Saturday, October 11th.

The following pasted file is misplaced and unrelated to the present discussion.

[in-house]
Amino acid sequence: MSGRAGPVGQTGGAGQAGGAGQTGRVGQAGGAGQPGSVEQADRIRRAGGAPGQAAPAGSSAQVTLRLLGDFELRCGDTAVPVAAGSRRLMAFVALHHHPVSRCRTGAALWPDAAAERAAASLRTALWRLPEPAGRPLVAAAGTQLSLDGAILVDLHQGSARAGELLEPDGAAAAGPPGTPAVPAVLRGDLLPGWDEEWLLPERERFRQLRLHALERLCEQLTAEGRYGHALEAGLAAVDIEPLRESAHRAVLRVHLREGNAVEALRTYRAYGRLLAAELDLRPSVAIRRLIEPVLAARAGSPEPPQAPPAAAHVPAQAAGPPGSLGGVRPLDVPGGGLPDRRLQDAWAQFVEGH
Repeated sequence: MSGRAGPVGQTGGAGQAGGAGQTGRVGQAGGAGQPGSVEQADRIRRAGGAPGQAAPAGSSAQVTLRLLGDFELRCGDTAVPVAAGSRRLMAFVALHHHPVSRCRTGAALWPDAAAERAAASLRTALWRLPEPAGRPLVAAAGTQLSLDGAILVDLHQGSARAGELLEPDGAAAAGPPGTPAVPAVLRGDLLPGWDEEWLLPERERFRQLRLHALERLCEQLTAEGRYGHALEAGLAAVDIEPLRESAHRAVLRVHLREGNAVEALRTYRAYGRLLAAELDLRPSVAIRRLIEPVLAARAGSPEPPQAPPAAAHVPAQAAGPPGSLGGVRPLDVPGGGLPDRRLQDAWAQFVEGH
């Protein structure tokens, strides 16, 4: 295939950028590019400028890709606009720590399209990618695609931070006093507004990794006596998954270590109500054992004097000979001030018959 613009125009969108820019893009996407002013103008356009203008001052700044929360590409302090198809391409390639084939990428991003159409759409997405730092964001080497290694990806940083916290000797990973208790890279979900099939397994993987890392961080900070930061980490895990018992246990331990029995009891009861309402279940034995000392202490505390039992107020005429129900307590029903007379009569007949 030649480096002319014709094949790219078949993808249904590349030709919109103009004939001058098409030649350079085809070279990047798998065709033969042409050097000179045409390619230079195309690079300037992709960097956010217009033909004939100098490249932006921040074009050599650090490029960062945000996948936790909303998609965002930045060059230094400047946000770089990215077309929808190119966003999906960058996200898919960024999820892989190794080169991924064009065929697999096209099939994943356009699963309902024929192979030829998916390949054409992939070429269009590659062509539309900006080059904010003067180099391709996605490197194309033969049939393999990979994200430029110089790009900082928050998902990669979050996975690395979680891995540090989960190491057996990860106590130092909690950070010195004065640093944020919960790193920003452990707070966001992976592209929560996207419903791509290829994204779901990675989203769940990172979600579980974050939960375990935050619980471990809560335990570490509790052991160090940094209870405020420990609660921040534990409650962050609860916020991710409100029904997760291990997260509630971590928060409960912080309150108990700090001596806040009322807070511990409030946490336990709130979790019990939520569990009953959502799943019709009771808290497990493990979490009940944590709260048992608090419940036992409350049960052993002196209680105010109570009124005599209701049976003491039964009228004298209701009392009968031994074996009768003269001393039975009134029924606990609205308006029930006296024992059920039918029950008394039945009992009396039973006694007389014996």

Miriam went off to Clinton before daylight yesterday, with Mr. Carter and Mrs. Worley. She would not let me go for fear mother should keep us. At midnight they got back last night, tired, sleepy, and half-frozen, for our first touch of cool weather came in a strong north wind in the evening which grew stronger and stronger through the night, and they had worn only muslin dresses. I shall never cease to regret that I did not go too. Miriam says mother is looking very sad. Sad, and I am trying to forget all our troubles, and am so happy here! O mother, how selfish it was to leave you! I ask myself whether it were best to stay there where we would only be miserable without adding anything to your comfort or pleasure, or to be here, careless and happy while you are in that horrid hole so sad and lonesome. According to my theory, Miriam would remind me that I say it is better to have three miserable persons than two happy ones whose happiness occasions the misery of the third. That is my doctrine only in peculiar cases; it cannot be applied to this one. I say that if, for example, Miriam and I should love the same person, while that person loved only me, rather than make her unhappy by seeing me marry him, I would prefer making both him and myself miserable, by remaining single. She says “Fudge!” which means, I suppose, nonsense. But our happiness here does not occasion mother’s unhappiness. She would rather see us enjoying ourselves here than moping there. One proof is, that she did not suggest our return. She longs to get home, but cannot leave poor Lilly alone, for Charlie is in Granada. Oh, how willingly I would return to the old wreck of our home! All its desolation could not be half so unendurable as Clinton. But Lilly cannot be left. Poor Lilly! When I look at her sad young face, my heart bleeds for her. With five helpless little children to care for, is she not to be pitied? I think that such a charge, in such dreadful days, would kill me. How patiently she bears it!